Lloyd’s of London is to invest £52 million in racial equality causes after a report found it played a “significant role” in the transatlantic slave trade.
The chairman of the world’s largest insurance market said he was “deeply saddened” and stressed the company’s commitment to addressing current inequalities.
However, campaigners accused Lloyd’s of “laundering compensation”, and said the 335-year-old firm could do more.
An independent review by Johns Hopkins University into the links to the slave trade found that the London market played a “significant role” between the 17th and 19th centuries, with some using influence and knowledge to develop slave systems and to protect.
The research found that Lloyd’s was “part of a sophisticated network of financial interests and activities that made these activities possible”.
Researchers examined documents from the market’s archives, including ledgers showing insurers providing policies for ships that left Liverpool as part of the transatlantic slave trade.
Alexandre White, one of the professors behind the study, said in a video posted online: “Although the activities of insurers in the city of London seem far removed from the plantations, ships and violent prison spaces along the African coast, it helped the financial architectures developed at Lloyd’s to maintain the establishment of slavery.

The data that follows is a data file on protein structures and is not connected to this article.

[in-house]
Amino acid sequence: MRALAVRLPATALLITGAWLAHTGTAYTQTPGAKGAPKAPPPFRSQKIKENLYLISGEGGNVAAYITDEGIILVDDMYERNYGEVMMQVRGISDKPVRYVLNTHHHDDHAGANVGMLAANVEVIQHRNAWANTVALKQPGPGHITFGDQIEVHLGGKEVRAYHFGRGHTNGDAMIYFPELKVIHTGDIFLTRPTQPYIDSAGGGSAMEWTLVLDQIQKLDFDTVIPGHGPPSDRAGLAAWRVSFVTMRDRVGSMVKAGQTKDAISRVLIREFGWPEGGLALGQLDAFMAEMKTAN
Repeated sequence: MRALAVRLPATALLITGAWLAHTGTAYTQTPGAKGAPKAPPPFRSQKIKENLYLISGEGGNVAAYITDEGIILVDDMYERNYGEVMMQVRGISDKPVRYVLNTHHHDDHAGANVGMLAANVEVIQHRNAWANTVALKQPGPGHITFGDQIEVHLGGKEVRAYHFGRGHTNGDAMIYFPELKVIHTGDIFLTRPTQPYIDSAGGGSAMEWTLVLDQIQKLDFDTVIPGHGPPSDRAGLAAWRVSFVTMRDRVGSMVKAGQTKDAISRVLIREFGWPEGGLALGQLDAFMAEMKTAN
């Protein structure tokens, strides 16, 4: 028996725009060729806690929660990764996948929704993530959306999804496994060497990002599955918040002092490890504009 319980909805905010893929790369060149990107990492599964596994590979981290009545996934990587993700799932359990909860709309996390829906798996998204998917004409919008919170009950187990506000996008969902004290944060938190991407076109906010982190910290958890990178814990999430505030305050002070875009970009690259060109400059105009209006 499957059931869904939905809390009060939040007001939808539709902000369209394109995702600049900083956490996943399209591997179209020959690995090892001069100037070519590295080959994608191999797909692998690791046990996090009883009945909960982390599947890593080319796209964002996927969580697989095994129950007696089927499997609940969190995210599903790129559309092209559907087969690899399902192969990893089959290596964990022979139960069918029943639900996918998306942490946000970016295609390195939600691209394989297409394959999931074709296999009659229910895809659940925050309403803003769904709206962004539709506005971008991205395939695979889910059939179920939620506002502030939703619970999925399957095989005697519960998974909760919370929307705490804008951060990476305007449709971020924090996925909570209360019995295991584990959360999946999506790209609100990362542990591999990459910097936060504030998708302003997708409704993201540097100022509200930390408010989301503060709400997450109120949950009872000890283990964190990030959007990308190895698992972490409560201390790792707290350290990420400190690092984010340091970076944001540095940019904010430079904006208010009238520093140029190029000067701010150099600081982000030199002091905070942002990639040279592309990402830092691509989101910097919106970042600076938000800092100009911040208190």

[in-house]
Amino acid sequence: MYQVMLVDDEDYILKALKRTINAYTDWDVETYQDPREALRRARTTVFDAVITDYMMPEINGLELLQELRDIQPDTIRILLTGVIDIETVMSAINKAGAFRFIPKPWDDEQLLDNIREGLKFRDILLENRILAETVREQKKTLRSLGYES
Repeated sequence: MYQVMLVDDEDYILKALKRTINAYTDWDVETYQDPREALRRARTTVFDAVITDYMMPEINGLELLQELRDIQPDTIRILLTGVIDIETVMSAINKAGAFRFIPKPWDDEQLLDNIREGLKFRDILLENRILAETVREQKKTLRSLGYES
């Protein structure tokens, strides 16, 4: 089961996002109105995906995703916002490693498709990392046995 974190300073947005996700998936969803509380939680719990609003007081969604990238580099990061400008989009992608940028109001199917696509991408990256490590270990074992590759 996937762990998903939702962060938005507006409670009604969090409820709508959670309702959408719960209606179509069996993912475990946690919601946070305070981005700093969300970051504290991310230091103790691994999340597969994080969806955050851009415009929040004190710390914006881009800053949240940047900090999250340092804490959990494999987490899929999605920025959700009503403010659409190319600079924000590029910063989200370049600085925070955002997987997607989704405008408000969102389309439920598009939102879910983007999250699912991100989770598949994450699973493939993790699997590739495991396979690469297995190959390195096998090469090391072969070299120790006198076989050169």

“Insuring ships, cargo and people caught facilitated the growth of the transatlantic slave trade.”
The report was funded by the Mellon Foundation and Lloyd’s indicated that it had no editorial control over the findings. Lloyd’s said it would now invest £40 million in communities and regions affected by the slave trade.
It will also invest £12 million in a program aimed at supporting the recruitment and progression of black and other ethnic minority employees.
Bruce Carnegie-Brown, chairman of Lloyds of London, said: “We deeply regret this period of our history and the enormous suffering it has caused to individuals and communities today and today.
“We are determined to take action by addressing the inequalities that continue to be seen and suffered by black and diverse ethnic people: that is why we have launched Inclusive Futures, a comprehensive program of initiatives to help individuals and these communities go on from classroom to classroom. boardroom.”
However, Kehinde Andrews, professor of black studies at Birmingham City University, criticized Lloyd’s after it stopped direct compensation.
He said the firm’s efforts amounted to “laundering compensation”. Mr Andrews said: “This is PR – apologizing, making some promises, but this is not serious.”
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